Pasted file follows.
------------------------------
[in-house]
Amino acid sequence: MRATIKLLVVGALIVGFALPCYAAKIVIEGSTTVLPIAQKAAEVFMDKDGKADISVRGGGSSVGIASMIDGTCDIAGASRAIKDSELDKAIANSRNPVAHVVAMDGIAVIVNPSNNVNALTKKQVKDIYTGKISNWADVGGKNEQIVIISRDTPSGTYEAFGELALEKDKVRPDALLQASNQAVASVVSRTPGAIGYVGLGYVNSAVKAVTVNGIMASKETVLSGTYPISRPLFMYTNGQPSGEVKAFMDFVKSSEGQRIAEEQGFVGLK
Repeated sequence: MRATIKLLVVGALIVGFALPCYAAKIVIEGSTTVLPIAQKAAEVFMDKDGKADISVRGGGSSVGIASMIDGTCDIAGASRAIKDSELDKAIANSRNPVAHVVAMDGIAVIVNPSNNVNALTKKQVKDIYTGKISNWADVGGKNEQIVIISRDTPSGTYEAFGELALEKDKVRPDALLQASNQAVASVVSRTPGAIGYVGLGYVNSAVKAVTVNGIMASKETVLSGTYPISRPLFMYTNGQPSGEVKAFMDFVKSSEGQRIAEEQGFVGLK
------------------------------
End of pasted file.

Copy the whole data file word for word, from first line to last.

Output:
[in-house]
Amino acid sequence: MRATIKLLVVGALIVGFALPCYAAKIVIEGSTTVLPIAQKAAEVFMDKDGKADISVRGGGSSVGIASMIDGTCDIAGASRAIKDSELDKAIANSRNPVAHVVAMDGIAVIVNPSNNVNALTKKQVKDIYTGKISNWADVGGKNEQIVIISRDTPSGTYEAFGELALEKDKVRPDALLQASNQAVASVVSRTPGAIGYVGLGYVNSAVKAVTVNGIMASKETVLSGTYPISRPLFMYTNGQPSGEVKAFMDFVKSSEGQRIAEEQGFVGLK
Repeated sequence: MRATIKLLVVGALIVGFALPCYAAKIVIEGSTTVLPIAQKAAEVFMDKDGKADISVRGGGSSVGIASMIDGTCDIAGASRAIKDSELDKAIANSRNPVAHVVAMDGIAVIVNPSNNVNALTKKQVKDIYTGKISNWADVGGKNEQIVIISRDTPSGTYEAFGELALEKDKVRPDALLQASNQAVASVVSRTPGAIGYVGLGYVNSAVKAVTVNGIMASKETVLSGTYPISRPLFMYTNGQPSGEVKAFMDFVKSSEGQRIAEEQGFVGLK